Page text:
Bank of America, Barclays Plc and a dozen more banks must face investor claims that they rigged a benchmark used in the sales of interest-rate derivatives and other financial instruments.
U.S. District Judge Jesse Furman in Manhattan Monday rebuffed the banks’ request to throw out antitrust lawsuits accusing the institutions of colluding to set ISDAfix, affecting trillions of dollars of financial instruments. The rate is used to set prices on interest-rate swap transactions, commercial real-estate mortgages and other securities.
An Alaska pension fund and other investors raised “plausible allegations that a conspiracy among the defendants existed,” Furman said in a 36-page ruling. He allowed antitrust and breach-of-contract contract claims to proceed to trial, while throwing out other allegations.
Starting in 2009, the banks used electronic chat rooms and other means of private communication to set ISDAfix, typically submitting identical rate quotes, investors said in their suit. They are seeking billions in losses tied to the alleged rate-fixing scheme.
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Bill Halldin, a spokesman for Charlotte-based Bank of America, didn’t immediately return a call and an e-mail Monday seeking comment on Furman’s ruling. Kerrie Cohen, a Barclays spokeswoman, declined to comment.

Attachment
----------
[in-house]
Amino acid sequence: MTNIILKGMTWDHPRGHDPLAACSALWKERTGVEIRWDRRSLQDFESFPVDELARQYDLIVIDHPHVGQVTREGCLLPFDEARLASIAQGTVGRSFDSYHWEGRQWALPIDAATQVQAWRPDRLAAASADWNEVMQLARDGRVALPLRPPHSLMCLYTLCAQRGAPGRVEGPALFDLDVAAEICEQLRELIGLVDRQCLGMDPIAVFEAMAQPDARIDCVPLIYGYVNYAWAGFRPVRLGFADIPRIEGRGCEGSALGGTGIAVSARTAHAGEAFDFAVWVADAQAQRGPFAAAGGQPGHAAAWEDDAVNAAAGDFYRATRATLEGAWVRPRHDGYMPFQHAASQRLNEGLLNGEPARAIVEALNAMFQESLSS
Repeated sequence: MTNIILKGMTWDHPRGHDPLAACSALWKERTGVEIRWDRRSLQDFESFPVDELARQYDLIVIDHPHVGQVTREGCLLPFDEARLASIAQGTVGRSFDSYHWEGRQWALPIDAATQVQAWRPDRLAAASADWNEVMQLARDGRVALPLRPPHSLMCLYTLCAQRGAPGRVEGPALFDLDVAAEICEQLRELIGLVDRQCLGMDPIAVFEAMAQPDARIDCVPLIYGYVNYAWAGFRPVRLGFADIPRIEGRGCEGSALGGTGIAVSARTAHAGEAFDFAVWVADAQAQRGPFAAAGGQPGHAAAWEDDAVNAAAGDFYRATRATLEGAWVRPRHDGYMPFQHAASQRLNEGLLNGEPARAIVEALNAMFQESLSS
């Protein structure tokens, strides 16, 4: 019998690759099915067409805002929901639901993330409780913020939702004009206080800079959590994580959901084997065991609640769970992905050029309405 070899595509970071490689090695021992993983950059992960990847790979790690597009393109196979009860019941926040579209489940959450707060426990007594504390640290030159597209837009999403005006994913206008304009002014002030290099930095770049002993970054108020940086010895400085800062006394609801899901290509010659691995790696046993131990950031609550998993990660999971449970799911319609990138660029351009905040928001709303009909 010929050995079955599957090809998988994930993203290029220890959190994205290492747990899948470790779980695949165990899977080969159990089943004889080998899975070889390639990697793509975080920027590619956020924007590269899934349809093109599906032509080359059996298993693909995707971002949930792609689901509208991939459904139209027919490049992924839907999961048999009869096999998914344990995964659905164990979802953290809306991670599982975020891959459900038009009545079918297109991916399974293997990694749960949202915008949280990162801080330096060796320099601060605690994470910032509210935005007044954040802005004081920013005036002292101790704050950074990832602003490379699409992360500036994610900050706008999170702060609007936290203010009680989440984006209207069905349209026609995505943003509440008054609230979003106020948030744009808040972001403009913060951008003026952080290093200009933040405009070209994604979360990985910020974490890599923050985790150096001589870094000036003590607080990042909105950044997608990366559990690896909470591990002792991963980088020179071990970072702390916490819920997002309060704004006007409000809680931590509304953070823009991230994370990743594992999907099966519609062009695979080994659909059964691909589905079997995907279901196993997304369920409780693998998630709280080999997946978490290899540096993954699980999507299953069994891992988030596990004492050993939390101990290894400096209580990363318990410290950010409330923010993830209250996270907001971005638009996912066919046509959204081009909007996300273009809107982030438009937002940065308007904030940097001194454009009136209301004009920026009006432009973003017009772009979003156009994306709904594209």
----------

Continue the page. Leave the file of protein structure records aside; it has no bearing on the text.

Investors also named as defendants Citigroup, Deutsche Bank AG, BNP Paribas SA, HSBC Holdings Plc, Royal Bank of Scotland Group Plc, Credit Suisse Group AG, UBS AG, Goldman Sachs Group Inc., Nomura Holdings Inc., Wells Fargo & Co. and JPMorgan Chase & Co.
Representatives of JPMorgan and RBS didn’t respond to requests for comment. The other banks declined to comment.
ICAP Plc, which administered and brokered transactions that established the benchmark rate, is also named as a defendant. Guy Taylor, an ICAP spokesman, declined to comment on Monday’s ruling.
Some of the banks also have been accused of rigging other benchmarks, such as the London interbank offered rate, which is also used to value loans and securities around the world.
Last year, Barclays agreed to pay $120 million to a group of cities and other investors that bought Libor-based derivatives from the bank, to settle claims the London-based bank participated in a scheme to manipulate the benchmark to increase its profits.
Citigroup this year agreed to pay $23 million to settle claims it conspired to manipulate the yen Libor benchmark. The New York-based bank also agreed to cooperate with investors suing other banks over the rate-rigging claims.